Simunic loses appeal against World Cup ban at CAS
ZAGREB, Croatia (AP) — Croatia defender Josip Simunic lost his appeal at sport’s highest court on Monday, ruling him out of the World Cup for leading fans in a pro-Nazi chant after a playoff win.
Announcing the ruling to uphold the 10-match ban, the Court of Arbitration for Sport said it unanimously rejected Simunic’s arguments and dismissed his appeal against the FIFA sanction.
Simunic’s ban will start when Croatia opens the World Cup against host Brazil in Sao Paulo on June 12.
Simunic’s lawyer, Davor Prtenjaca, slammed the ruling.
“This was not the victory of justice, but the power of a big football association. FIFA had its ban based on political, not legal aspects,” Prtenjaca said.
Simunic invoked a World War II-era slogan used by Croatia’s then-puppet regime following a playoff victory against Iceland in Zagreb last November that qualified the Croatians for the tournament.
After the match, Simunic took a microphone on the field and shouted to supporters: “To the battle, to the battle for the homeland!” The fans responded: “We are ready!”
The slogan was used by Croatia’s Ustasha regime, which sent tens of thousands Jews, Serbs, Gypsies and anti-Fascist Croats to death camps.
“The expression used by Simunic was a clear and unequivocal reference to the call used by the (Ustasas),” CAS said.
FIFA’s disciplinary panel has said Simunic’s action was discriminatory and offensive. The sanction reflected its commitment to harsher sanctions for racism and discrimination at matches.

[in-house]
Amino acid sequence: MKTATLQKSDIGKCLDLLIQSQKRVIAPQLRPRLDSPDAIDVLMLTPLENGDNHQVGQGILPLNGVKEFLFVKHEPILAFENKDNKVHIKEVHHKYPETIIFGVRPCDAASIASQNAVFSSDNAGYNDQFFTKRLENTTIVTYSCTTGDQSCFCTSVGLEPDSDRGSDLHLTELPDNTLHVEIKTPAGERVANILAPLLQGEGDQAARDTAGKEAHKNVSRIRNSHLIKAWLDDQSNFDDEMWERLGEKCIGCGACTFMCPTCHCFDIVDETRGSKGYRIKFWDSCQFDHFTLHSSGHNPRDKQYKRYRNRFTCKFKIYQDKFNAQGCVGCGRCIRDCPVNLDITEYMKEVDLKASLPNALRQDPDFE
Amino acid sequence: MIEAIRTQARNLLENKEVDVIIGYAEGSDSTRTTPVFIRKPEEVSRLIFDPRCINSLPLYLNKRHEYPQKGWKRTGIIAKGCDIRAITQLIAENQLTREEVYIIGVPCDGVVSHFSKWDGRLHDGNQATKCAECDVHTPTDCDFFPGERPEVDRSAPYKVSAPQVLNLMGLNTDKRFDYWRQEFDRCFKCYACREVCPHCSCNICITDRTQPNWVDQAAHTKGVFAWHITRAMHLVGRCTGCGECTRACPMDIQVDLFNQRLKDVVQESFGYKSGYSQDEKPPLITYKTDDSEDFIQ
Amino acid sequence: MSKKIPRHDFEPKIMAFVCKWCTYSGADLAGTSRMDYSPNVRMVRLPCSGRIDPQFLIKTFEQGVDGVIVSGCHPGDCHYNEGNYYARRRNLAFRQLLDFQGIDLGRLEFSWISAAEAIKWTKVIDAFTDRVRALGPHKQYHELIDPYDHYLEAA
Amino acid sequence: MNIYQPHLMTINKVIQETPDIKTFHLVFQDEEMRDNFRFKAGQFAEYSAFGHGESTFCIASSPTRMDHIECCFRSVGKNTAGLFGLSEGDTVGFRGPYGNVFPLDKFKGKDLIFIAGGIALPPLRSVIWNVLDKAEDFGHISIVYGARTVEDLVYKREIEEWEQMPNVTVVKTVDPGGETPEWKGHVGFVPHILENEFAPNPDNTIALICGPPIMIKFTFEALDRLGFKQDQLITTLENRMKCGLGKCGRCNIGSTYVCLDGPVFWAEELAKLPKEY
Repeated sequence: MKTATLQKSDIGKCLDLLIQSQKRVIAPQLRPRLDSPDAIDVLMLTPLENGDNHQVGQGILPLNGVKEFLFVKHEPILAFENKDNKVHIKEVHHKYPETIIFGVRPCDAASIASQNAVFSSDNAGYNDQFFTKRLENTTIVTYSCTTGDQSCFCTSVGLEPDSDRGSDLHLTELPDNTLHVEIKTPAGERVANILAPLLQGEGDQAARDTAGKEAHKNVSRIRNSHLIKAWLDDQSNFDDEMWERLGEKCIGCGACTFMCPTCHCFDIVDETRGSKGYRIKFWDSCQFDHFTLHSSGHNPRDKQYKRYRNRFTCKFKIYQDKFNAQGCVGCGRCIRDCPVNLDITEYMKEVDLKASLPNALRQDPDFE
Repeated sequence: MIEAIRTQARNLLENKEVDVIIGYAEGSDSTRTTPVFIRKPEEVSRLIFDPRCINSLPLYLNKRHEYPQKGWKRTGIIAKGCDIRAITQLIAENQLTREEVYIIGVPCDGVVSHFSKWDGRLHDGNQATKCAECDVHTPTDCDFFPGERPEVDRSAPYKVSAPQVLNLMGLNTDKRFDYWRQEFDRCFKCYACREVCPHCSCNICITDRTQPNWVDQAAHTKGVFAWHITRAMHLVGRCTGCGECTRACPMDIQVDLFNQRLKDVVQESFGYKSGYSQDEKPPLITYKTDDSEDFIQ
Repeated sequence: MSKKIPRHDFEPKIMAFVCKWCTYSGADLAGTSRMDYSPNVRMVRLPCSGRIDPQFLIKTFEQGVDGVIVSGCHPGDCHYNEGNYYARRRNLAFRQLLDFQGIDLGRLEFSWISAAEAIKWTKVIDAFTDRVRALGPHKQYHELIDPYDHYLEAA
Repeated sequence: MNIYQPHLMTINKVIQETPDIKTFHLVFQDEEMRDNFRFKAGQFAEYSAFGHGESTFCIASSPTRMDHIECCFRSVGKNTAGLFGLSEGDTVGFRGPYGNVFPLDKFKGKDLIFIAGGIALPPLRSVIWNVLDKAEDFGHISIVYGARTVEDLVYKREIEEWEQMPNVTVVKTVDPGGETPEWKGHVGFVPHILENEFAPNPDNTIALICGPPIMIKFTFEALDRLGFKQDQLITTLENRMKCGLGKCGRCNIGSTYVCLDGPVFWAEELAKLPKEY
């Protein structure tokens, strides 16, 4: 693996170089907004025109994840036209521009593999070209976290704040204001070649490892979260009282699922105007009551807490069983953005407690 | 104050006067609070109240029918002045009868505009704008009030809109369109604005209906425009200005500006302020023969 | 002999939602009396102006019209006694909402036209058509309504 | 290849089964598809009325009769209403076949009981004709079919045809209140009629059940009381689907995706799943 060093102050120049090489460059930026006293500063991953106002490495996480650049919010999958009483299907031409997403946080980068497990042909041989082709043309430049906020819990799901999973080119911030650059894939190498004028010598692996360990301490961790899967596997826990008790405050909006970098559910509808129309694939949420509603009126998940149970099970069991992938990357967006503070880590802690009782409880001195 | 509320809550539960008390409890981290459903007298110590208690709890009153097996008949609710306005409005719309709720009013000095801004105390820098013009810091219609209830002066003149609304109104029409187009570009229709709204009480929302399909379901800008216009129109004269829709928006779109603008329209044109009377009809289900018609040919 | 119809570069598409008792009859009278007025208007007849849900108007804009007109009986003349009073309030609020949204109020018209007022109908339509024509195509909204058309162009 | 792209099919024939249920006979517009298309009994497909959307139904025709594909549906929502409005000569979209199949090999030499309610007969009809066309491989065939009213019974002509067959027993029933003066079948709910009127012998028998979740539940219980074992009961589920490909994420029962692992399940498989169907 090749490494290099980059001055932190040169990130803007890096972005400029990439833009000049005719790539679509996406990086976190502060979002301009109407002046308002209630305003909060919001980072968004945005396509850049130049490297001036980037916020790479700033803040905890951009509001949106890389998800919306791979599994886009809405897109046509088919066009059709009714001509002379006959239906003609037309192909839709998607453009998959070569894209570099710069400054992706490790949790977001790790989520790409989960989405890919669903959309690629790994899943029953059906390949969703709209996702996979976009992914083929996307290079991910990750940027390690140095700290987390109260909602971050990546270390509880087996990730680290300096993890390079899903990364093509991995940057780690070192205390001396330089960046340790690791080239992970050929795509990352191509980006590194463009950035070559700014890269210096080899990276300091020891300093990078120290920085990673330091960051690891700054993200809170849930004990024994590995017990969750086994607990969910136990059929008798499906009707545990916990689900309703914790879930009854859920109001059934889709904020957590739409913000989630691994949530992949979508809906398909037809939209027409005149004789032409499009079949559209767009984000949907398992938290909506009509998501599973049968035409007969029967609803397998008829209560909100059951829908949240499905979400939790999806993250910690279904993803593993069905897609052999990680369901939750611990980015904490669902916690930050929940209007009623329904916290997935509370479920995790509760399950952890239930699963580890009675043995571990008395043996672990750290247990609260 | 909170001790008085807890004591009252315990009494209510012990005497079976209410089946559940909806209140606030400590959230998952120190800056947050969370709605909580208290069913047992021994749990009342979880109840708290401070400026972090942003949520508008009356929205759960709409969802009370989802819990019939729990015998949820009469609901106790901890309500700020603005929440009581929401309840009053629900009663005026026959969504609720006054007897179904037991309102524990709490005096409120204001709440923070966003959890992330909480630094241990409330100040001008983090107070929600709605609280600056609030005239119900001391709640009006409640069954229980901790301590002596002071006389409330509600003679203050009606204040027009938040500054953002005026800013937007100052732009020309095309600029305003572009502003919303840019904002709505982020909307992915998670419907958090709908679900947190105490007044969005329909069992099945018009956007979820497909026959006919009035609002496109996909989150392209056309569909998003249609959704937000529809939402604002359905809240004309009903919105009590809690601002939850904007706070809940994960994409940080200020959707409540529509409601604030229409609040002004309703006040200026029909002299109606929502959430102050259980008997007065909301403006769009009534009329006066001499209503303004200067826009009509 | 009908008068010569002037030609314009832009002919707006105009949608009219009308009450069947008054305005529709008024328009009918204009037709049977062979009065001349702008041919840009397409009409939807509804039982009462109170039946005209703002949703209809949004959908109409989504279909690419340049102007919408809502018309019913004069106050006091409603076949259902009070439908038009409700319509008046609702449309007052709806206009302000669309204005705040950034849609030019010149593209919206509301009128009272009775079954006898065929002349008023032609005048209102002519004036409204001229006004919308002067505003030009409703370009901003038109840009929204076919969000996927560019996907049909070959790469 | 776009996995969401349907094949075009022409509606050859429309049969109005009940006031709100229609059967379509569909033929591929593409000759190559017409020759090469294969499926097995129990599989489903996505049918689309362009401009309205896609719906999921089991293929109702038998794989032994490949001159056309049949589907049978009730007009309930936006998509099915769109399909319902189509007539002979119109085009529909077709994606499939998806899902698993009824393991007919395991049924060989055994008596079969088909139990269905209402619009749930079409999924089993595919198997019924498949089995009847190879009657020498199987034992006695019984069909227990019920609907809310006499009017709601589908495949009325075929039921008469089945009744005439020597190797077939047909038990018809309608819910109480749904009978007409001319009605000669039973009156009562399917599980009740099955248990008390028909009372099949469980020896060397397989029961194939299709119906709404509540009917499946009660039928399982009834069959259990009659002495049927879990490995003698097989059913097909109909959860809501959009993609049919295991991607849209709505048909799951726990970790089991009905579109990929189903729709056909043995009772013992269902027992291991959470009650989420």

“FIFA considers that CAS gives a clear and strong support to FIFA’s efforts in stamping out racism in football,” football’s governing body said in a statement.
Simunic, who plays for Dinamo Zagreb, apologized after previously defending his action. After the initial reaction, he said: “Some people have to learn some history. I’m not afraid. I did nothing wrong.”
The 36-year-old Australian-born Simunic, who has played 105 times for Croatia, was a probable selection for his third World Cup. At the 2006 tournament, he was sent off against Australia after being shown three yellow cards by the referee.
His current ban is likely to mean the end of his international playing career.
Croatian Football Association President Davor Suker said he was sorry for Simunic.
“FIFA, UEFA and the Croatian FA have well known stands regarding racism and discrimination and this (court) decision is their reflection,” Suker said. “However, Josip made a big contribution on our road to Brazil and the national team will at the World Cup certainly play for him as well.”
Simunic is also barred from stadiums where Croatia will play its next 10 official games. He was fined 30,000 Swiss francs (then $33,800) last December by FIFA.
AP Sports Writer Graham Dunbar in Geneva and Associated Press writer Dusan Stojanovic in Belgrade, Serbia, contributed to this report.